Where do we stand?

The state of education matters when one thinks of a knowledge economy. How do we produce a talented crop for the future?

Where do we stand?

The situation is clear. Unless we have a skilled workforce, we cannot reach any goals. For that we need knowledgeable workers as well. All the stake-holders of the education sector, including the students, need to think about how to produce workers who will deliver to the requirements of the future!

“We need to understand whether we want them to be mere job seekers when they graduate or whether we want them to fit the bill whenever they are out in the industry,” says Prof V B Joshi, senior professor in human resources.

According to Prof Bhushan, the process of skill development needs to be accelerated. It also needs to be altered to cater to the requirements of the economy so that the gaps can be filled. According to him, there are several questions that need to be answered. The first one being, how do we increase the ration of enrolment? “Sibal claims that it is 12%, but so many students are dropping out!” says professor Bhushan. The trickledown effect is felt at every subsequent level, that when it comes to higher education, or beyond college, few are left. Few, compared to the population of our country.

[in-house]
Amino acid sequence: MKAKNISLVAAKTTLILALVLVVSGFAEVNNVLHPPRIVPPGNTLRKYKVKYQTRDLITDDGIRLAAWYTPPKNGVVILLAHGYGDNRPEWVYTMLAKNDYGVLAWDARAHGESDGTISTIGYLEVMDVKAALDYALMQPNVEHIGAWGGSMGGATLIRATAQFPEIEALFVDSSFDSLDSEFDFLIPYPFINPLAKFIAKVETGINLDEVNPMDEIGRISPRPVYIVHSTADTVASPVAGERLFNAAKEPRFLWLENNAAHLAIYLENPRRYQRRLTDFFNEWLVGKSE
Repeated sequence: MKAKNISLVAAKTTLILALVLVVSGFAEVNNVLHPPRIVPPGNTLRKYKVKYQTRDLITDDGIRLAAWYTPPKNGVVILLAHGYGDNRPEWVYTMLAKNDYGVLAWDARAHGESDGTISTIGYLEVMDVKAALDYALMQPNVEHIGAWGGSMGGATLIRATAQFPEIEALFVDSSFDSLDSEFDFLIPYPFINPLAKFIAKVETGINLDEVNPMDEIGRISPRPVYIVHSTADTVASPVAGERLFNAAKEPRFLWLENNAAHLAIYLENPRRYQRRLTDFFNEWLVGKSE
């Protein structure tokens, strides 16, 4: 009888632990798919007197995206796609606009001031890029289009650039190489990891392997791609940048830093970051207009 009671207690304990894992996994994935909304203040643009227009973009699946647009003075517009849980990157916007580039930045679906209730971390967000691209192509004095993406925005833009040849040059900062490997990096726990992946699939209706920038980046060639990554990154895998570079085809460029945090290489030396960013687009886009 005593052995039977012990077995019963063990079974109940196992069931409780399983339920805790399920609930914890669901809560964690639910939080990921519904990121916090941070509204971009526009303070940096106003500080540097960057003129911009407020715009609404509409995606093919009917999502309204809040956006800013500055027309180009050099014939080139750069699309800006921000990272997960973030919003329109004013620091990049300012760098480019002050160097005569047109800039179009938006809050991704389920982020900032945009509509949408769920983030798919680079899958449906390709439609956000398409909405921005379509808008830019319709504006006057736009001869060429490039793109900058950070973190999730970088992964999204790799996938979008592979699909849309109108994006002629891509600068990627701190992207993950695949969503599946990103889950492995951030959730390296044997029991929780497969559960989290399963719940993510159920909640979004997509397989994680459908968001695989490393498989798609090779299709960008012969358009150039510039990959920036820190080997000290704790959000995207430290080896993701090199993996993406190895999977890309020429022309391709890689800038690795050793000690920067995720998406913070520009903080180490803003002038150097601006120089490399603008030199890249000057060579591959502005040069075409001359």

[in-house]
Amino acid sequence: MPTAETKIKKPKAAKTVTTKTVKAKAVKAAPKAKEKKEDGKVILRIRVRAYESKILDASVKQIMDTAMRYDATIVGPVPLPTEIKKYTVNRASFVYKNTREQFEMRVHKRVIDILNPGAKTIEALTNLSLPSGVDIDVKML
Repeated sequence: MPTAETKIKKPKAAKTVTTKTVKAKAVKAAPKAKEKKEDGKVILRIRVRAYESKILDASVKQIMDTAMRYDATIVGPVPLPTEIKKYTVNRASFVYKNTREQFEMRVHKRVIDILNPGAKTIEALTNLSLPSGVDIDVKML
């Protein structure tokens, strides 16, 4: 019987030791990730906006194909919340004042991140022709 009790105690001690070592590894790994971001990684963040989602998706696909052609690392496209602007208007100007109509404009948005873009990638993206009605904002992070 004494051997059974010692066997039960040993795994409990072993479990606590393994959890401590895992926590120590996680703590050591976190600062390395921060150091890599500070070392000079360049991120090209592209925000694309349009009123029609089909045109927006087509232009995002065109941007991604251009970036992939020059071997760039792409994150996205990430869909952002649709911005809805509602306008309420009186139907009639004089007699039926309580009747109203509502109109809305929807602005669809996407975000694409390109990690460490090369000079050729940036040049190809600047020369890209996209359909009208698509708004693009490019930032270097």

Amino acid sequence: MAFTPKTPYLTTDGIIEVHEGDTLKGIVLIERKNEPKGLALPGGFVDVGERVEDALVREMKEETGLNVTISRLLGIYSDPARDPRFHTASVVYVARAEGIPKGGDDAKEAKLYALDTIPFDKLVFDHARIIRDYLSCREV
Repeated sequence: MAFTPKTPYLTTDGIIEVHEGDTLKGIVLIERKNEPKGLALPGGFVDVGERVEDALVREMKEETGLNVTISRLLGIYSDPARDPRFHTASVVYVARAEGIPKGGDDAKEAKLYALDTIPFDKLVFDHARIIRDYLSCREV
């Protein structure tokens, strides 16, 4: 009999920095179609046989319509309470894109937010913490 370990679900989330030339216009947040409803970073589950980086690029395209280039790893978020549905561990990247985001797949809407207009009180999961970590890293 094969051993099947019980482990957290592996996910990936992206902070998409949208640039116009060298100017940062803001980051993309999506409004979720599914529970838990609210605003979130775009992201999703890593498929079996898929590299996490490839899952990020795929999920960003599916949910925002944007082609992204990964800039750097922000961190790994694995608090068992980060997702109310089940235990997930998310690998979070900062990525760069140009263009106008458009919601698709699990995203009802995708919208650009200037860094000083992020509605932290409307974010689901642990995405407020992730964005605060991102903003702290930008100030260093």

To produce a talented crop, we need to garner in a huge crop and equip them with skills to improve the situation. Unfortunately, some of these skills are built from a young age, and if students do not get adequate exposure to learning at that stage, they lose out on that early learning. That marks the difference between ingrained knowledge and new knowledge.

Even then, there is no problem with new knowledge, as long as it is imparted and learnt in a right sense for the right purpose. “The state of education in our country requires a mechanical rote-learning method, which leads nowhere. Even if we start with improving that purpose, we will reach far,” opines Prof Joshi.

This again, he points out, stems from the problem of numbers. The fierce competition leads to need for high scores and that leads to rote-learning for precise answers. “In a system where teachers correct while referring to a standard format, how can you expect the student to be any different?” he asks.

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